Current security situation

Today, Uganda's security situation is being monitored by the Uganda Police Force, Chieftaincy of Military Intelligence (CMI), Internal Security Organisation (ISO) and External Security Organisation (ESO) that monitors external threats.

Although the Police Force had been infiltrated by criminal elements, CMI and ISO have since vowed to fight criminality both in society and within security organisations.

President Museveni also pointed out the existence of criminal elements in police while eulogising the late former Police spokesperson, Felix Kaweesi, who was gunned down on March 17, 2017, as he left his home in Kulambiro, Nakawa division, to go to work. He, therefore, tasked Kayihura with cleaning up his house.

However, crimes such as panga attacks, car thefts, kidnaps and murder of women continued and in some cases Police officers were implicated.

In November last year, the ISO boss, Col. (Rtd) Frank Bagyenda Kaka, told the press that they were committed to fighting criminality, impunity, corruption and economic sabotage in the country, including within security agencies. He noted that crime preventers, who had been recruited by Police to help in fighting crime, had instead turned into criminals.

As a result, CMI and ISO kick-started operations in which several security officials, including senior Police officers, were arrested.

CMI last year arrested the Police's Professional Standards Unit commandant, Senior Commissioner of Police, Joel Aguma, Senior Superintendent of Police, Nickson Agasirwe, who is the former commander of the disbanded Special Operations Unit, and five other Police officers.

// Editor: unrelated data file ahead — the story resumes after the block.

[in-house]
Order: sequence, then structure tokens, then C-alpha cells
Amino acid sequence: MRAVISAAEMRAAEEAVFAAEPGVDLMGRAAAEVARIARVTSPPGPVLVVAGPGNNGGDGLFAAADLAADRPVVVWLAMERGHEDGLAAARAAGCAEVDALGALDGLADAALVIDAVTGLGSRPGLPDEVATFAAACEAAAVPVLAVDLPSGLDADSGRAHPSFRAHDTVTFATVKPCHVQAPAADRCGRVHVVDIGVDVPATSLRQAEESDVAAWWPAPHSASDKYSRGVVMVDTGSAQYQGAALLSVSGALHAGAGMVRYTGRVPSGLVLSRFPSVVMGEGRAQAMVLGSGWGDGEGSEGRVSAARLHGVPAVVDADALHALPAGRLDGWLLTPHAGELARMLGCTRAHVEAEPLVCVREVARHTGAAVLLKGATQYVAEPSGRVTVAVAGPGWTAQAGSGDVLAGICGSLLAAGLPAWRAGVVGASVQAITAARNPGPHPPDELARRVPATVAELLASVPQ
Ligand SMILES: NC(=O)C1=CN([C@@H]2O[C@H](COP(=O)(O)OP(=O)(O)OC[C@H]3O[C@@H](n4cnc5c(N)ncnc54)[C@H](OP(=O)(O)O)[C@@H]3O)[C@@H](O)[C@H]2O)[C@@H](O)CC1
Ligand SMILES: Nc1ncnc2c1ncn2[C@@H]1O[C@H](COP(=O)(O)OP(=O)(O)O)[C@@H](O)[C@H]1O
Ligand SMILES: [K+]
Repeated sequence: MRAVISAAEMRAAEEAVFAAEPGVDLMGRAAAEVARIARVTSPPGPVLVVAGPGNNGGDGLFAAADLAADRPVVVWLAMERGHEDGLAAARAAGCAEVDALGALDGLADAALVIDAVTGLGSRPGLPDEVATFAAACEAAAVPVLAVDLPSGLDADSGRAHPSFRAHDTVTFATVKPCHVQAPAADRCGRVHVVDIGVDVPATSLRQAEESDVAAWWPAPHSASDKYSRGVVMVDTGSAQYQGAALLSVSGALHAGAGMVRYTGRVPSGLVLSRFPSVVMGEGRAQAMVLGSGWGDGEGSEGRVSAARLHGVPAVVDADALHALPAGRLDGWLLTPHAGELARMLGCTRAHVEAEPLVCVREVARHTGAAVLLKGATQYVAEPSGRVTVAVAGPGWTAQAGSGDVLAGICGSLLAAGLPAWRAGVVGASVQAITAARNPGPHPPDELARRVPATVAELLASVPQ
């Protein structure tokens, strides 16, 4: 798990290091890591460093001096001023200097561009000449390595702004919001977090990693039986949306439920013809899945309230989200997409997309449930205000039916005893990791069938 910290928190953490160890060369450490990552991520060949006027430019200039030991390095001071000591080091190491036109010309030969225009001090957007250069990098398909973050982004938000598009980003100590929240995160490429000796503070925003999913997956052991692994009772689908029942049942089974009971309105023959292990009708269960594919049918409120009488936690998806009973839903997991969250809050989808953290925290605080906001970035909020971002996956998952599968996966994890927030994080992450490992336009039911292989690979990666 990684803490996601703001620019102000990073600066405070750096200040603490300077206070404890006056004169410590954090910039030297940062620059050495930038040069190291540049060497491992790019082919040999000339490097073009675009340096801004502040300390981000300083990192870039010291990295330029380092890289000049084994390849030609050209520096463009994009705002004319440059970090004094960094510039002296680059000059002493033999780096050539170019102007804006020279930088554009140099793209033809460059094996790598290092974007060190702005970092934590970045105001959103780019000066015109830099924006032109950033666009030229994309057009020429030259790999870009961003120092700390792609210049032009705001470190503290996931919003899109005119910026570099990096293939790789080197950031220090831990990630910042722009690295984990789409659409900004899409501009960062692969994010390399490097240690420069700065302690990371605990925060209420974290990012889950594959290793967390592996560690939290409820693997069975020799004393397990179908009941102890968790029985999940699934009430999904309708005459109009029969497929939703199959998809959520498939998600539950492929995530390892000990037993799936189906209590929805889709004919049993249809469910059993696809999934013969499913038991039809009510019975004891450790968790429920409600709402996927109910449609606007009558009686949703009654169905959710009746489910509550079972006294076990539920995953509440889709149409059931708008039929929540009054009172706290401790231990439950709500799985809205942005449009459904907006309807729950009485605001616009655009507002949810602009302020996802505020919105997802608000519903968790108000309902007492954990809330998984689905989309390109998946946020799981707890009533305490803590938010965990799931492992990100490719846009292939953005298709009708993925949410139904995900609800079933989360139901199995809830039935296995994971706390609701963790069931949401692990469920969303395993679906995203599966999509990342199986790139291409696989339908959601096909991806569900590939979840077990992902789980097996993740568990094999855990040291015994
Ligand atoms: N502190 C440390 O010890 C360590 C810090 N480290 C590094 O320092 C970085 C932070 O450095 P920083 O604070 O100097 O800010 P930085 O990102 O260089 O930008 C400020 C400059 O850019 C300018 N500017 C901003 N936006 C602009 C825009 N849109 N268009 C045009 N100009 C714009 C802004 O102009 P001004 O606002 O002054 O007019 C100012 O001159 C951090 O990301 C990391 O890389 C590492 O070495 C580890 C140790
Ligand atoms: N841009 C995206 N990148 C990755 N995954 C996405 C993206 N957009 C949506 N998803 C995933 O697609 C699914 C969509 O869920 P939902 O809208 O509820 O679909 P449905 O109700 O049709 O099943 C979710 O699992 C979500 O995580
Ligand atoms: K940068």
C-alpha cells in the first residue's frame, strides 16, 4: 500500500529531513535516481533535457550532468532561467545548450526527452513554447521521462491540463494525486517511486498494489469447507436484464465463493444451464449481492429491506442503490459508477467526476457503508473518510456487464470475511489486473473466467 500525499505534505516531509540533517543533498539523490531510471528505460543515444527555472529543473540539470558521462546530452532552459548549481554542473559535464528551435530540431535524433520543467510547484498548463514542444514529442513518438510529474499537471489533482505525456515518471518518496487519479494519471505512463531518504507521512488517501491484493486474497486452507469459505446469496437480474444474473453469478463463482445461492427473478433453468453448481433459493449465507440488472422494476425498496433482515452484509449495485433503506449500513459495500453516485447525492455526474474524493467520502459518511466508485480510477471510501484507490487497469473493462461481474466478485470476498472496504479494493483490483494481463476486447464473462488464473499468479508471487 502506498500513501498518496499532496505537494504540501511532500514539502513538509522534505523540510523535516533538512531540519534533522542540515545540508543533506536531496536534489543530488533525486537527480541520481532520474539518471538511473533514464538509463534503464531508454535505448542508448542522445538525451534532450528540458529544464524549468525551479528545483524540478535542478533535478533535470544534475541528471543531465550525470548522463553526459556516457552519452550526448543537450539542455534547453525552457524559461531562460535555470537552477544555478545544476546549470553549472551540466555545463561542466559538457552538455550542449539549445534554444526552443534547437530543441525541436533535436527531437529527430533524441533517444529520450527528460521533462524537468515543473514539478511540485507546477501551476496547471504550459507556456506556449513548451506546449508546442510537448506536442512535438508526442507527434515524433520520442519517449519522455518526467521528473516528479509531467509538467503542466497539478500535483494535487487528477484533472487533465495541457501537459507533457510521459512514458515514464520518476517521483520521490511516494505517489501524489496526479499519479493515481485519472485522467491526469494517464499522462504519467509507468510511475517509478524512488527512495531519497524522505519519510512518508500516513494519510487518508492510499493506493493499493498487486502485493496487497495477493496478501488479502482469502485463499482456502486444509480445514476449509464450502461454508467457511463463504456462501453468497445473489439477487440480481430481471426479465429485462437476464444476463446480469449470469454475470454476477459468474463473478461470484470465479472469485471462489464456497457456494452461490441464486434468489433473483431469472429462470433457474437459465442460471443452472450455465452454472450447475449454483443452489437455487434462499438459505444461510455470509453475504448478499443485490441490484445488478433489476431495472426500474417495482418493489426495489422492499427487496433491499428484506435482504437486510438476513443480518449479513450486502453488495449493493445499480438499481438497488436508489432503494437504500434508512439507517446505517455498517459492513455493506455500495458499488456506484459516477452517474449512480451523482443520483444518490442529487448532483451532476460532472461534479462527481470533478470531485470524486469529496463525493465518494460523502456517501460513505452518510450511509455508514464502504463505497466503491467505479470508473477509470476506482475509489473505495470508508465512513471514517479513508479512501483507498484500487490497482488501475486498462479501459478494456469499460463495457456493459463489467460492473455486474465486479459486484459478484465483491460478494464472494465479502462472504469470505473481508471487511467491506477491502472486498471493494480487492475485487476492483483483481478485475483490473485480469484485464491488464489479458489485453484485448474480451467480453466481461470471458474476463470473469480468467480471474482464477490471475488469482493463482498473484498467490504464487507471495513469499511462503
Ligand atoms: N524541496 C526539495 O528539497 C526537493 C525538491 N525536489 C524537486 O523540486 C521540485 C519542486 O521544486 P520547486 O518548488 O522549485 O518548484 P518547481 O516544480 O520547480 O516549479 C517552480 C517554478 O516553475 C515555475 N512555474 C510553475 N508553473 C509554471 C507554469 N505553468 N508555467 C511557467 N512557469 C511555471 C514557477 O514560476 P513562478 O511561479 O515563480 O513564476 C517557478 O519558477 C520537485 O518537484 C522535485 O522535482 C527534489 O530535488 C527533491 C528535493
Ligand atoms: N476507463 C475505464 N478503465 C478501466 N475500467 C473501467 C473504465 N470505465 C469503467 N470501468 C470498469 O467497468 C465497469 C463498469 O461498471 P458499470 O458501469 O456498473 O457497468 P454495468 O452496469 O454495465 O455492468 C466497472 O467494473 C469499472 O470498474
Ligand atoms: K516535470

The seven Police officers, together with a Rwandan army officer, Rene Rutagungira and a Congolese national, Pacifique Bahati Mugenga alias Ilunga Monga, were charged before the General Court Martial in Makindye with kidnapping two Rwandan nationals and repatriating them back home without their consent.

Organised groups such as Boda boda 2010 have also been linked to crimes like kidnap and murder, the most recent being the murder of Case Hospital accountant, Francis Ekalungar. As a result, CMI and ISO carried out an investigation and a subsequent operation in which the group members have been arrested.

Some of the members such as their patron Abdallah Kitatta and 12 others have been charged in the army court over illegal possession of military equipment. Overall, the security situation in the country has been steadily improving in the last five or so years, especially with the increased surveillance by intelligence agencies.

According to the US' Overseas Security Advisory Council (OSAC) Crime and Safety report 2015, whereas crime can occur anywhere and at any time, Uganda's security status is promising.

The report says that while faced with related issues associated with crime and terrorism, Uganda continues to improve its security situation by focusing efforts toward combating these activities.

"Common crimes are generally crimes of opportunity rather than planned attacks. These include, but are not limited to: thefts from vehicles, thefts of property from residences, residential break-ins, strong-armed robberies, pickpocketing, and theft from hotel rooms," the report stated.

Going forward, the country's security indicators are pointing towards a peaceful future, especially if the crackdown on criminal elements in society is maintained.